UK shopper footfall is down again but decline slows

UK shopper footfall delivered a mix of good news and bad for February, or at least bad news and not quite so bad news. The regular monthly report from the BRC and Springboard on Monday showed a 0.5% decline, which was better than the 1% drop seen this time last year, but with the two added together, it was a further sign of tough times on the high street.


UK footfall was weaker in February but the pace of the decline is slowing down


So where was the good news in all this? Springboard also said the small decline in last month was better than the three month average of -2%. And half of the regions saw growth in February, with Northern Ireland ending eight months of consecutive decline. The East Midlands and The East also returned to growth.

But Greater London and the South East continued to struggle with dips of 1% and 1.1%. 

But there was bad news for fashion as shopping centres (where lots of fashion stores are concentrated) were weak performers with a 0.9% drop. However, high streets did worse, falling 1.2%. Retails Parks outperformed all other shopping locations with a rise of 1.2%.

Of course, we have to take into account that there was heavy snowfall in the UK last month and we have already heard from Springboard that this suppressed shopper sentiment and general footfall.

So Diane Wehrle, Springboard Marketing and Insights Director, was relatively upbeat, highlighting how February’s drop was less than a third of that recorded in January and lower than the 12-month average. “The other good news was that the -0.9% drop in shopping centre footfall was better than the past five months, and could finally be a sign of the positive impact of investment by centre owners over the past few years,” she said. 

Key to February’s result was an improvement in daytime footfall. Accounting for around two-thirds of total visitor traffic, this dropped by just -0.6% compared with -2.1% in January. “It demonstrates that consumers still have enthusiasm for making shopping trips, albeit they are cautious about spending, which is reflected in declining store sales in February,” Wehrle added.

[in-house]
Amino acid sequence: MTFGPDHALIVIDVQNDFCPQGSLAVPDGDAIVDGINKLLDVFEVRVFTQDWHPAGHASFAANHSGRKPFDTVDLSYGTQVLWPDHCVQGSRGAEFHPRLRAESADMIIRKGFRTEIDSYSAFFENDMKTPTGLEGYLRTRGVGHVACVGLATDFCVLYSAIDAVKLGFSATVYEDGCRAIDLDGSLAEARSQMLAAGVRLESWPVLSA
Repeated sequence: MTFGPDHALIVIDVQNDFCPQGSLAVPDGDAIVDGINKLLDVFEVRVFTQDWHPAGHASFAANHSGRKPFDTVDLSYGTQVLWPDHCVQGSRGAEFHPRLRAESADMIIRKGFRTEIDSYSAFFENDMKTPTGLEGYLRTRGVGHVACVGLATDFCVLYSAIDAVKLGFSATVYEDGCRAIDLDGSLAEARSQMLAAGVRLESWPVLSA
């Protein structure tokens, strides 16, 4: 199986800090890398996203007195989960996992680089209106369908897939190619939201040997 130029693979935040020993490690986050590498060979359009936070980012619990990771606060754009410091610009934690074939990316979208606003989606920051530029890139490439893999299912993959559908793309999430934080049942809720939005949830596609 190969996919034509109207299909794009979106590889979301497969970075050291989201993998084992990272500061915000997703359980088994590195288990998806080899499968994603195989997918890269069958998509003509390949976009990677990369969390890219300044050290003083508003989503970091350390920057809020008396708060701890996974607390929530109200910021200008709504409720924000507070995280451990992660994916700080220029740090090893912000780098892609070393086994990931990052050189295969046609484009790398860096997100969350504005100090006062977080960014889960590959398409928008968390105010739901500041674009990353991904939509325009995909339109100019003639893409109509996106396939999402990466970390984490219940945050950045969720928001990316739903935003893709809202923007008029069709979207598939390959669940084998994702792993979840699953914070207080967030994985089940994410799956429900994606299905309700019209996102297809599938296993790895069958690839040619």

“However, it is still tricky to get an accurate temperature reading of retail trading trends this year. The current raft of closures among retailers and hospitality operators are at least in part due to overly bullish budgeting over the period from 2015, before the pre-Brexit economic jitters, but clearly exacerbated by poorer than expected Christmas trading.”

She believes the recent snow and an early Easter will impact footfall in March, and so April’s footfall will also be affected. A true trading picture will therefore only be clear at the end of the second quarter.

But British Retail Consortium CEO Helen Dickinson, thinks there might be cause for optimism. “Looking ahead, there’s some hope that shopper activity will pick up now that inflationary pressure has started to subside and wage growth is expected to move in the right direction,” she said. “But this will offer only modest relief to retailers and consumers and the recent sad news announcing the closures of several well-known high street retailers should sharpen our focus to what is going on in retail in the UK at present. 

“Retailers are facing into rapid structural change from digital evolution and rising operating costs. We know that there will be fewer stores in the future as portfolios are consolidated, so businesses and communities need to focus on repurposing physical space based on experience and refining the interplay with digital.”

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